“They’re shooting. … Yes, they’re shooting”
Thus begins the video released on Thursday by the Sea-Watch NGO. It was filmed on Wednesday afternoon from the Sea Bird aircraft during a monitoring mission over the central Mediterranean. The voices of the crew convey astonishment at first, and then fear. But the audio is nothing compared to what the images show. A Libyan patrol boat, the Bigliani 648 Ras Al Jadar (the double name, Italian and Arabic, is a sign of its origin), is chasing a boat loaded with migrants.
For a minute, there is a succession of dangerous maneuvers, attempts at ramming, and machine gun fire. At one point it seems that the Libyans are trying to hook the boat with sticks or lassoes, like in the Wild West. The 63 people on board refuse to stop. They’re risking everything. Incredibly, despite the disproportionate forces involved, they manage to escape. They ended up arriving in Lampedusa.
The happy ending does not overshadow the clear evidence of a criminal act. There could have been a new tragedy on that day in the Mediterranean, only a few hours after the one that took place Wednesday morning in front of Lampedusa (7 dead, 10 missing, 46 rescued) and three days after the one that happened Monday off the Tunisian city of Sfax (4 dead, 19 missing, 12 rescued).
The video definitively tears away the veil of hypocrisy about the modus operandi of the so-called “Coast Guard,” financed, trained and armed by the Italian authorities. In the last months, authoritative Italian political figures have been claiming that the Tripoli “Coast Guards” don’t carry weapons, or that those who have been educated by the Italians respect human rights. On May 6, they opened fire on the fishermen of Mazara del Vallo, who filed a complaint for attempted murder. On Wednesday, they almost capsized a migrant boat.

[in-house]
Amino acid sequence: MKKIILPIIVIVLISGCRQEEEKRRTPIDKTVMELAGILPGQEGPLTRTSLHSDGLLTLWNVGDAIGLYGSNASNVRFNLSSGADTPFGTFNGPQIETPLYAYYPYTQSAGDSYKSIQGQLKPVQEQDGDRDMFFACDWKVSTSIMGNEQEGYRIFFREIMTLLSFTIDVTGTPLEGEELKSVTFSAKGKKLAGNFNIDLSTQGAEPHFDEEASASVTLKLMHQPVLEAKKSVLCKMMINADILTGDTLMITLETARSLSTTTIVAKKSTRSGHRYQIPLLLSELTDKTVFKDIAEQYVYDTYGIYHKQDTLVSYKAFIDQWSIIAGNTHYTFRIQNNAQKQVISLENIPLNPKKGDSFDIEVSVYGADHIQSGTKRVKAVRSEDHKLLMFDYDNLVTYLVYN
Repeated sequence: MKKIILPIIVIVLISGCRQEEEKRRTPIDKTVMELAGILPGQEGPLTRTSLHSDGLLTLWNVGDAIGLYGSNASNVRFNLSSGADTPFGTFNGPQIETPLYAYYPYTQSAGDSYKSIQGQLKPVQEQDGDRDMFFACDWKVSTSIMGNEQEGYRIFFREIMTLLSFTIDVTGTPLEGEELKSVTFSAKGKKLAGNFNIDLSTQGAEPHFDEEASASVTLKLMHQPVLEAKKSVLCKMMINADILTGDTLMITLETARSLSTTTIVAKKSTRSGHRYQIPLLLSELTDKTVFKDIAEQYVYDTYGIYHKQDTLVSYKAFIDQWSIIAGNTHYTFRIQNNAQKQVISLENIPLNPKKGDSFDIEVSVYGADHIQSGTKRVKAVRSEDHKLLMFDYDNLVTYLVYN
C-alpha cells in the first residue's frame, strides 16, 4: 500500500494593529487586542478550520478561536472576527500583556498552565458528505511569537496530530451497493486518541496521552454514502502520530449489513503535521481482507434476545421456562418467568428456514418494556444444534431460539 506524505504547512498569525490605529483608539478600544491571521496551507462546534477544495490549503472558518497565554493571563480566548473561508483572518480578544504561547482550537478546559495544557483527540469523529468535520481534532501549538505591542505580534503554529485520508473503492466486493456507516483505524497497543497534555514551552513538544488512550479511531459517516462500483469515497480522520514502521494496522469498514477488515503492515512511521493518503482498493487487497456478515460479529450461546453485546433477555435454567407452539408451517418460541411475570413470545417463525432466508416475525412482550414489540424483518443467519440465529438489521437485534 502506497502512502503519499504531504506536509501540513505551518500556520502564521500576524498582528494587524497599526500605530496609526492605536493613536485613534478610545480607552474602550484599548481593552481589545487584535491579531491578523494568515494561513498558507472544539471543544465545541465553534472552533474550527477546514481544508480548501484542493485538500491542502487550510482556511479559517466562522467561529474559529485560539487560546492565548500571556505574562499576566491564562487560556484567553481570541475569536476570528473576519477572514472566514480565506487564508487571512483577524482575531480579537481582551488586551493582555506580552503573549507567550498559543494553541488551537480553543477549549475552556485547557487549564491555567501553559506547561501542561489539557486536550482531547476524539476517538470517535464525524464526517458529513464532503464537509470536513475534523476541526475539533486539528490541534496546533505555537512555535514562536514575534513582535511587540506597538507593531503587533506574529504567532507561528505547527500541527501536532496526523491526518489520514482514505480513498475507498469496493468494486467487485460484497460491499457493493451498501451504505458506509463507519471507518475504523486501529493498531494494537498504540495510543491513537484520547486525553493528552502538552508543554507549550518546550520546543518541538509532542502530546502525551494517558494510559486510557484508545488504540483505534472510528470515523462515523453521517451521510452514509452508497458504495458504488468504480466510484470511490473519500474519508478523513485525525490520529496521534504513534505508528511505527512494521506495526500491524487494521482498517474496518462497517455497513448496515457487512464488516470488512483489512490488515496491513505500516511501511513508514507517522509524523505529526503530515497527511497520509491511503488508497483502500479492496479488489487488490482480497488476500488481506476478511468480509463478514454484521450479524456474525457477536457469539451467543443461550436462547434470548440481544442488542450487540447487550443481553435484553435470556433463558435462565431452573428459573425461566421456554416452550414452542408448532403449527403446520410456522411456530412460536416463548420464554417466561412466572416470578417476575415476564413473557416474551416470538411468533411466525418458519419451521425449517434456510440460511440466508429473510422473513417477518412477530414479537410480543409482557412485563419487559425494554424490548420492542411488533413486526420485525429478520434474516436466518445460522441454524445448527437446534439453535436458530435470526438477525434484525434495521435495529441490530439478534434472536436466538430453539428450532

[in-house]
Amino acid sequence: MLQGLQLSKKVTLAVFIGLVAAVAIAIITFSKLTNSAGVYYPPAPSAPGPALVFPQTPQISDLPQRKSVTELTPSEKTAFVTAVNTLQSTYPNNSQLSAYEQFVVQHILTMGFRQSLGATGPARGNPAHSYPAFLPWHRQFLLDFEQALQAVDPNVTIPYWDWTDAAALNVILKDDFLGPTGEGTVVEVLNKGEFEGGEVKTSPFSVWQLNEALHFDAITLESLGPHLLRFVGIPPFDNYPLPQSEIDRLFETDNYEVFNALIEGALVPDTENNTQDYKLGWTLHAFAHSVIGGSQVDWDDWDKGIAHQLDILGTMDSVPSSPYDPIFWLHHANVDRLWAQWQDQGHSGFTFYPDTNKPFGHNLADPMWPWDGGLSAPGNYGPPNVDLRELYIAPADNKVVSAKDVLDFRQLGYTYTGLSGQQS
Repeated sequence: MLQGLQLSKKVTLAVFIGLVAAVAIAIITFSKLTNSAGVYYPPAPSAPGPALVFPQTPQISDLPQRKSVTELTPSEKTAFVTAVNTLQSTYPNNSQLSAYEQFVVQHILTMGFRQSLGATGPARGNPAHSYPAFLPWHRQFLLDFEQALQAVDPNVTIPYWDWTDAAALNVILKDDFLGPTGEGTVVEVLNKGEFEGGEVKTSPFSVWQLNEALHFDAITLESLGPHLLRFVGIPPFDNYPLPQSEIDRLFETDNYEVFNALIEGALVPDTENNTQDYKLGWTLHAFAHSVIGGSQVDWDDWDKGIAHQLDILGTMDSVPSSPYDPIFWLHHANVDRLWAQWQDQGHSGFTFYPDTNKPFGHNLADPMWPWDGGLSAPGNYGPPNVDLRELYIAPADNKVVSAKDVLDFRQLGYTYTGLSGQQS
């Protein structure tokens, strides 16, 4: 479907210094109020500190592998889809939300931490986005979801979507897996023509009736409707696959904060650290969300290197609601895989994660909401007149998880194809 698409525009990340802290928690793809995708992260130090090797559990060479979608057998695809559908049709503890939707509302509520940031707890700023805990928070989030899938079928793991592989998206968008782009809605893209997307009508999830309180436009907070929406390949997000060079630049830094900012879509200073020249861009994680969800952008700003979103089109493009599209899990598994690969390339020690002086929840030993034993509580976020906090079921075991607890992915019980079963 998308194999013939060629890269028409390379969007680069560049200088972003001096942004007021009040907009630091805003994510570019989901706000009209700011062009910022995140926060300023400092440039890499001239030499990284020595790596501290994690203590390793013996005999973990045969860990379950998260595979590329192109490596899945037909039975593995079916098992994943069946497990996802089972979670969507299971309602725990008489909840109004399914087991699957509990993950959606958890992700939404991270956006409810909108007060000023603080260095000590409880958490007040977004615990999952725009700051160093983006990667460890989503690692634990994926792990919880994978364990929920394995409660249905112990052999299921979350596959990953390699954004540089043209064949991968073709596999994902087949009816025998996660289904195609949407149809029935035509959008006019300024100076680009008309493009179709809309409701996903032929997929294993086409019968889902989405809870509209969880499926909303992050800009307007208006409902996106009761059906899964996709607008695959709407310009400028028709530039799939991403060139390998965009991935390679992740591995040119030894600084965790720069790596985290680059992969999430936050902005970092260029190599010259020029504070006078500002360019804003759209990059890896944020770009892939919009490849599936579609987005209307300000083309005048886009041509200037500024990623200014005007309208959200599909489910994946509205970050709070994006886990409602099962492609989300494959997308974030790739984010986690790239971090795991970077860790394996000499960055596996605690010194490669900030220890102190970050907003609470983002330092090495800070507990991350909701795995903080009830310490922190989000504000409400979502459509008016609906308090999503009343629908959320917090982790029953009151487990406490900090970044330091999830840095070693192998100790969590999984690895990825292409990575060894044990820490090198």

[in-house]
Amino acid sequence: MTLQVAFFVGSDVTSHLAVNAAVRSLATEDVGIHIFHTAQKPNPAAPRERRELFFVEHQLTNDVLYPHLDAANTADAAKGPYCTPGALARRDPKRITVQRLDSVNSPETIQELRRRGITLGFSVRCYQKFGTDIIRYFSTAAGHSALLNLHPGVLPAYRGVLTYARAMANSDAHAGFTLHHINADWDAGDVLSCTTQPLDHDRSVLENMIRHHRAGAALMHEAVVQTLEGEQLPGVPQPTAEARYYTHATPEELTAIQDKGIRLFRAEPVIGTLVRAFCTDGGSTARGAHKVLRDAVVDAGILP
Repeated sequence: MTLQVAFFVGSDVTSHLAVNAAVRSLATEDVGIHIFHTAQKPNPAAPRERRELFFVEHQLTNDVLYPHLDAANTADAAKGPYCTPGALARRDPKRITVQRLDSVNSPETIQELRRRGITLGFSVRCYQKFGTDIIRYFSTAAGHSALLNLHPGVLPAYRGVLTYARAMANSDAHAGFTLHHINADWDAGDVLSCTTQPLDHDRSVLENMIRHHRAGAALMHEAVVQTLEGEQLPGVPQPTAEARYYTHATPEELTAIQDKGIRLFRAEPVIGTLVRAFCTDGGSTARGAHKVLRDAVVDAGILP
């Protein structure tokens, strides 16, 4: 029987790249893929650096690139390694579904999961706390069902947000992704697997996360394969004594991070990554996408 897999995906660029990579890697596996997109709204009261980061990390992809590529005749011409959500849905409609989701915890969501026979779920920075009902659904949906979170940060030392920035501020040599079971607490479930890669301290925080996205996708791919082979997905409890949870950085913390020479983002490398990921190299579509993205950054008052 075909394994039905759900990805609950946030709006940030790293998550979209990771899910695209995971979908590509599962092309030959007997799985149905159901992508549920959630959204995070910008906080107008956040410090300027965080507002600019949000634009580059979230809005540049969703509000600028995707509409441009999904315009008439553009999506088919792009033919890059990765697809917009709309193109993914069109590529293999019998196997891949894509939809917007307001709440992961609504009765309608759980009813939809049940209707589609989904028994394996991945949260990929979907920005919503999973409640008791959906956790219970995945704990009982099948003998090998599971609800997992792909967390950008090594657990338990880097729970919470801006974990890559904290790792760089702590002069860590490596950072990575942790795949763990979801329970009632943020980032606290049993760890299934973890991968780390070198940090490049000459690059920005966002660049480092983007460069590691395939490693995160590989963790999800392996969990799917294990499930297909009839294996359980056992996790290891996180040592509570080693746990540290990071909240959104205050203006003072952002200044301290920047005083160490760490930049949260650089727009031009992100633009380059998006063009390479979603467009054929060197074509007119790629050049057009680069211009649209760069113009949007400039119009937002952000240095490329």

Furthermore, it is extremely concerning that their manhunt went as far as 45 nautical miles south of Lampedusa: that is, about 60 kilometers from Italian territorial waters. Needless to say, without the video of the Sea Bird civilian reconnaissance aircraft, one of the three that are monitoring what is happening in the central Mediterranean from the sky, we would have no evidence or knowledge regarding these events.
“I hope that after these images, my colleagues from the PD and M5S will announce a vote against the refinancing of this project when it arrives in parliament,” said Nicola Fratoianni (Sinistra Italiana) from the opposition. There was serious criticism from within the majority as well: “Europe is funding these shameful things, a shame that must be stopped now,” said Erasmo Palazzotto (LeU). According to Matteo Orfini (PD), “this is what the so-called Libyan Coast Guard does with the patrol boats Italy gave it: it shoots, it rams, it deports, it tortures.” However, nothing more has been heard beyond these voices, who have often made themselves heard opposing the support given to the Libyans.
Other politicians have remained silent. Such as Enrico Letta, the PD secretary, a party which in February 2020 voted unanimously for a motion to block the refinancing of the Libyan program. On the other hand, Mario Draghi, during his visit to Tripoli on April 6, expressed “satisfaction” at what Libya is doing and at its “rescues.” Just two days later, he described Erdogan—who controls the spigot of the migratory flows on the Balkan route, and is himself strengthening his presence in Libya—as a “dictator we need.” It is not difficult to imagine what the tone of the political debate will be when the measure to continue giving money to Libyan militias in exchange for migrant manhunts like the one shown by Sea-Watch.
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